How is the amount of Workers' Compensation I will Received Calculated?
Calculating Average Weekly Wage and Time Missed From Work
How Long is the Waiting Period for Temporary Benefits?
Eight (8) Days. Temporary benefits are payable when an employee has been out of work due to a reported work-related injury or occupational disease for eight (8) days, an employer may start temporary disability payments immediately and may continue these payments for up to one hundred fifty days from the date the injury or disease is reported. The day of injury is the first day of incapacity, unless the injured person receives full pay, then the first day of incapacity is the day following. The benefits are not payable during the first seven (7) calendar days after the disability begins, EXCEPT if the disability lasts for more than fourteen (14) days, compensation is allowed for all lost time. S.C. Code Ann. § 42-9-200.
How is Average Weekly Wage (AWW) Calculated?
Average Weekly Wage (AWW) means the earnings of the injured employee in the employment in which he was working at the time of the injury during the period of fifty-two weeks immediately preceding the date of the injury. S.C. Code Ann § 42-1-40.
Average weekly wage is to be calculated by taking the total wages paid for the last four quarters immediately preceding the quarter in which the injury occurred as reported on the Employment Security Commission's Employer Contribution Reports divided by fifty-two or the actual number of weeks for which wages were paid, whichever is less. S.C. Code Ann. § 42-1-40.
If the employee has been employed for such a short period of time that it is impractical to compute the average weekly wage, reference may be had to an employee of the same grade and character employed in the same class of employment in the same locality or community. If the foregoing method of calculation would be unfair to the employer or employee due to exceptional reasons (i.e. a particularly rapid increase in salary, such as a 63% increase in wages in less than 12 months), other methods may be employed to determine what the employee would be earning were it not for the injury. S.C. Code Ann. § 42-1-40.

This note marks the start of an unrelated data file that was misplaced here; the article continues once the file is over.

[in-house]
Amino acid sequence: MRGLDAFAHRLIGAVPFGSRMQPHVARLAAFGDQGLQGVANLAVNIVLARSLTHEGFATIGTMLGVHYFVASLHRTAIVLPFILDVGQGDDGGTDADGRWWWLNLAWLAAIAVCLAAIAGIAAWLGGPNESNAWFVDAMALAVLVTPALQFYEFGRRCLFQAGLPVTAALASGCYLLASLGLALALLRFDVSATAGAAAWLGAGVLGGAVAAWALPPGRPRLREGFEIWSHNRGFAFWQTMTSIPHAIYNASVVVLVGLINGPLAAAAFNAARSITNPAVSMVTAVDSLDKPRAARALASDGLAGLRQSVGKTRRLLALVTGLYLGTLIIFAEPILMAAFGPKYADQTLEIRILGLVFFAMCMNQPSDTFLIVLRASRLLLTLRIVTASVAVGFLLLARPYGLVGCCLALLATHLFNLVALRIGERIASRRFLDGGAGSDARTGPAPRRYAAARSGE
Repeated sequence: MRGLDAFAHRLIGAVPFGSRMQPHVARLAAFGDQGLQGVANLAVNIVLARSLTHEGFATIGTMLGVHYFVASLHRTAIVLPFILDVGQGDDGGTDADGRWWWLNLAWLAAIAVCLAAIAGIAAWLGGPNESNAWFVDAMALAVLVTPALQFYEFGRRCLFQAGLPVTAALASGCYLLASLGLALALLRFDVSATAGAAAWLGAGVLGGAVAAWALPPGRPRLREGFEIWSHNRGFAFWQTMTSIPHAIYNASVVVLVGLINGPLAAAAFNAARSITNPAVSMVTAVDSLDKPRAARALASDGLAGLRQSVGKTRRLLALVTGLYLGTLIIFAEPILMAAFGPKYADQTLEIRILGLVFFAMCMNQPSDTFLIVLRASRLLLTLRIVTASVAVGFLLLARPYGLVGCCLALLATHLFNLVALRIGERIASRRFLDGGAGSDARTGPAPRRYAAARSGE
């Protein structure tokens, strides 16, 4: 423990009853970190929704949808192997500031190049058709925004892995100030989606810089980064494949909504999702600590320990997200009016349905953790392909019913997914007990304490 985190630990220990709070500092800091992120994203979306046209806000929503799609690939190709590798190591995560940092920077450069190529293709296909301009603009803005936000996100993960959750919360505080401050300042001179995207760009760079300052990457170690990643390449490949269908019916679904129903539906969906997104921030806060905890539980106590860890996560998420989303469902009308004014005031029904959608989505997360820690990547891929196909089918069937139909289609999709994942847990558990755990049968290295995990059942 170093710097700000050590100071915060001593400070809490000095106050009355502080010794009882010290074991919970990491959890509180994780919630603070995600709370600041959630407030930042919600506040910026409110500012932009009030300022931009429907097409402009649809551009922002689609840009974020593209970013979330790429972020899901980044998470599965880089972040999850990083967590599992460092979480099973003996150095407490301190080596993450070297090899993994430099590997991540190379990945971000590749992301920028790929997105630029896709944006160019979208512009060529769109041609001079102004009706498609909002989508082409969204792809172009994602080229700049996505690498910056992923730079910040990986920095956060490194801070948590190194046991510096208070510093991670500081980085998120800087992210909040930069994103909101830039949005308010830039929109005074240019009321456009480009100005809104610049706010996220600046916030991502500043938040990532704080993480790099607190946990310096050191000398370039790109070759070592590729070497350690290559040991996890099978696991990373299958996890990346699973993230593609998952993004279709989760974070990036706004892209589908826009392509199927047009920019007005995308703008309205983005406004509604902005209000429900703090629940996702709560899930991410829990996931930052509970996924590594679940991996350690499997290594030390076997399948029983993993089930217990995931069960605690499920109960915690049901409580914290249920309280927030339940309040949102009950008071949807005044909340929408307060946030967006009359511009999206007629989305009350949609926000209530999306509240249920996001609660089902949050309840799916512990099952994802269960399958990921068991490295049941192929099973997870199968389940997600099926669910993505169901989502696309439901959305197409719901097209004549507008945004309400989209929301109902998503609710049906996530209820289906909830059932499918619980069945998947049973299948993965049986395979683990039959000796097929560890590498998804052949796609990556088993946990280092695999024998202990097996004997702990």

In South Carolina, a Form 20 is used to calculate an employee's average weekly wage. The Form 20 is typically completed by the company's personnel department and forwarded to the adjuster. The adjuster reviews the Form 20 to insure it has been completed correctly and forwards it to the Commission.
The Commission calculates the compensation rate by multiplying the average weekly wage from the Form 20 X .6667. So essentially you will receive two thirds (2/3) of your average weekly wage.
How is Workers' Compensation Calculated if I have Two Jobs?
Generally, when an employee works at concurrent jobs, the employee's wages from his multiple jobs may be combined to compute his average weekly wage under worker's compensation law. Steele v. Self Serve, Inc. 335 S.C. 323, 516 S.E.2d 674 (S.C. App. 1999). The Claimant also has the burden of proving wages earned from jobs other than the one where the accident occurred, for purposes of calculating average weekly wage.
How are Death Benefits Compensated?
Death benefits are set out in S.C. Code Ann. §42-9-290. In order to qualify as a compensable death, the employee's death must "result proximately from the accident," and occur "within two years of the accident or while total disability still continues and within six years after the accident." Id. S.C. Code Ann. § 42-9-290 provides burial expenses of up to $2,500 as well as compensation benefits. The section provides two classes of dependents: (1) wholly dependent and (2) partly dependent. "Weekly compensation benefits must be paid to persons wholly dependent in the amount of sixty-six and two thirds of the decedent's average weekly wages (typically compensation rate), but not less than $75 nor more than the average weekly wage in this state for the proceeding fiscal year, for a period of up to 500 weeks from the date of injury."